How To Make A Buck

In the July 29, 1957 issue of Time Magazine, and article titled “How To Make a Buck” was published which focused on the success of Disneyland on its second anniversary.

Once upon a time, in the magic realm of California, there was a grown-up heady boy named Walt Disney who set out to create the happiest place on earth. So he went into his counting houses and to his moneylenders, and he collected millions of dollars. Then he ordered his royal artists and carpenters to build a whimsical wonderland of spaceships to the moon and Mark Twain river boats, of mechanical monkeys and bobbing hippos, of moated castles, wilderness forts and make-believe jungles. All the children, young and old, came to visit this happy place, called Disneyland. And Walt and his friends made millions happily ever after.

Last week, as Disneyland celebrated its second birthday, Walt Disney was indeed the world’s biggest boy with the world’s biggest toy. By bus, car and helicopter, on anniversary day close to 25,000 visitors trooped to his 60-acre playground at Anaheim, 23 miles south of Los Angeles —and emptied their pockets to see how it worked. The average visitor plunked down $2.72 for rides and admission, $2 for food, another 18¢ for souvenirs—Disneyland pennants, maps, Donald Duck caps, etc. All told this year, with attendance running 11% ahead of 1956, the turnstiles will clink 4,500,000 times. Disneyland will gross more than $11 million, and into Disney’s treasure house will flow a Dumbo-sized profit after taxes of more than $1,000,000.

Thanks to Disney’s pixilating power to strike the youthful nerve in Americans, Disneyland is proving California’s biggest tourist attraction since Hollywood. Of the visitors, 43% come from out-state, many of them drawn by the compelling lure of Disney’s children’s TV shows—which get paid $10 million a year for advertising Disneyland and forthcoming Disney movies. Said one parent: “Disneyland may be just another damned amusement park, but to my kids it is the Taj Mahal, Niagara Falls, Sherwood Forest and Davy Crockett all rolled into one. After years of sitting in front of a television set, the youngsters are sure it’s a fairyland before they ever get here.”

Even adults can lose themselves in Disneyland, where the past they have not seen melts into the future they will never know. A father and son can sweep from the 1800s into Tomorrowland, pilot an astro jet in simulated flight through space; a 25¢ piece buys a skyway ride to Fantasyland, reposing behind” Sleeping Beauty’s moated castle, where still another ride whisks visitors over a make-believe London, Never-Never Land and Captain Hook’s Hideaway. At nearby Frontierland, a Wild West stagecoach and a mule train churn the dust; if business slacks, villainous Black Bart conveniently shoots it out with Sheriff Lucky in a haze of gun smoke, later distributes used cartridge cases to the newly corralled crowd. On Disney’s miniature Mississippi, a five-eighths scale stern wheeler carries 9,000 landlubbers daily over waters alive with birchbark canoes paddled by Disney-employed Sioux, Shawnee and Winnebago Indians. And in Adventureland nearly 3,000,000 people (adults 50¢, children 35¢) paid more than $1,000,000 last year to sail down a jungle river—most popular of Disneyland’s 42 paid attractions—where trap-jawed crocodiles and painted warriors glare menacingly at every turn.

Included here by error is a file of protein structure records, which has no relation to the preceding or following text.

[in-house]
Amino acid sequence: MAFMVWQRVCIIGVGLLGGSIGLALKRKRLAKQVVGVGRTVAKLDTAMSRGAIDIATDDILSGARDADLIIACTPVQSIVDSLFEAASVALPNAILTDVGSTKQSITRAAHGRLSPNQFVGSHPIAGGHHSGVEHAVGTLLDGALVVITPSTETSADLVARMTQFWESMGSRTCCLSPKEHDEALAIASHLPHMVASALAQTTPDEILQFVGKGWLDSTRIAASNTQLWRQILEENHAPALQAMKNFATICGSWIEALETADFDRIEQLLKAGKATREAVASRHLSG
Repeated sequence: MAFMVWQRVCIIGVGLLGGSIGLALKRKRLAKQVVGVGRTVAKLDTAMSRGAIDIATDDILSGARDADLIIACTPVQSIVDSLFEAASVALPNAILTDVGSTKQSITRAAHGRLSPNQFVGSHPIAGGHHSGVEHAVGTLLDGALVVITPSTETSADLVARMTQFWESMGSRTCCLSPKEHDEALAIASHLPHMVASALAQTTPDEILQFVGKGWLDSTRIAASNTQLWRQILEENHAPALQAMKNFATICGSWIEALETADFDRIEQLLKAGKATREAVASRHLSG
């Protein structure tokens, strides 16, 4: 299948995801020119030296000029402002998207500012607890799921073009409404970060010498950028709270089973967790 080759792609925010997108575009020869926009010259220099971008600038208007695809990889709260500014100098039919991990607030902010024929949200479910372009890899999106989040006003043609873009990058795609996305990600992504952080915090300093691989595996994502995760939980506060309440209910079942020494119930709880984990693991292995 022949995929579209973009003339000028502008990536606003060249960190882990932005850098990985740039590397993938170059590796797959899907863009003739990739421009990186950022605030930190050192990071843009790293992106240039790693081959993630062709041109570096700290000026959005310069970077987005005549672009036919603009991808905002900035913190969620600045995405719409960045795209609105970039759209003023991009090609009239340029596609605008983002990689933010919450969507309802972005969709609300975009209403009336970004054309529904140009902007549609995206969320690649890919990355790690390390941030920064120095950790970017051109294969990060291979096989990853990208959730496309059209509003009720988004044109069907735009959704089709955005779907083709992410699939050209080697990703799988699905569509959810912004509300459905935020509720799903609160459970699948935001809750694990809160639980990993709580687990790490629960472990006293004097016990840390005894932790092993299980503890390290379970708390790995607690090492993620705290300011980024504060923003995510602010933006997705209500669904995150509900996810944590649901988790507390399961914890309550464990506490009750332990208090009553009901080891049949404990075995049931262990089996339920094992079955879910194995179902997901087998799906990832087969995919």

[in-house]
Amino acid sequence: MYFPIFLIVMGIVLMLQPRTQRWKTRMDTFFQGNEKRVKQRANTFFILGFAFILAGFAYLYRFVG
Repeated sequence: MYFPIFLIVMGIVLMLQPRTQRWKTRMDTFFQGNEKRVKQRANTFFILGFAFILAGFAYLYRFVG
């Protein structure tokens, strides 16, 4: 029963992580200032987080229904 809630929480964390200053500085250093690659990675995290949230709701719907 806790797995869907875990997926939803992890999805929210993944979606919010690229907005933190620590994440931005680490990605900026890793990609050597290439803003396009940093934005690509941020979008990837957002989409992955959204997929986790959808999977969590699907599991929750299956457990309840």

As much a product of shrewd management as cartoon whimsy, Disneyland was originally conceived as a $5,000,000 venture. But when dozens of big U.S. companies clamored for space to peddle or promote their wares, Walt Disney and his businessman brother Roy O. Disney quickly upped their sights, raised millions by leasing plots to 55 companies. Pepsi-Cola came in to operate Frontierland’s Golden Horseshoe soft-drink saloon; American Motors Corp. shows Circarama movies; Pablum recently opened a brightly decorated “baby-changing and feeding station” complete with a trained nurse who hands out free disposable diapers, safety pins, bottles.

By opening day, Disneyland’s assets amounted to $16 million, and Disney took careful aim at the vast U.S. family market. Instead of carnival-type barkers, he hired some 200 teachers as part-time workers, a ns-man crew to keep his park clean. When visitors complained of a 45-minute wait for a few top attractions, Disney spent more than $2,000,000 on new rides to spread out the crowds. Since then, he has conducted 55 public-opinion polls, each sampling 500 to 700 visitors to find out what people do or do not like. Biggest gripe: high prices, though 80% say they are coming back.

Ah, Liberty. Within its first year Disneyland broke into the black, now pays Walt Disney some of his most handsome dividends since Mickey Mouse. The Disney family owns 48% interest in Walt Disney Productions, which in turn owns 66% of Disneyland’s 14,500 shares; the remaining shares are held by American Broadcasting-Paramount Theatres, Inc.

Last week Disney was busy planning a $5,000,000 addition to his California land of fantasy. Next year there will be a Liberty Street, a row of Revolutionary-era shops leading off Independence Hall, and Thomas Edison Square, showing the world as it was before and after the light dawned. Then comes Scienceland, New Orleans Square and a 300-ft. “tunnel” along Disneyland’s railroad route that will show three-dimensional views of the Grand Canyon. As a Disney associate says: “By the time Walt gets through, this will not only be the seventh wonder of the world, but the eighth, ninth and tenth as well.”

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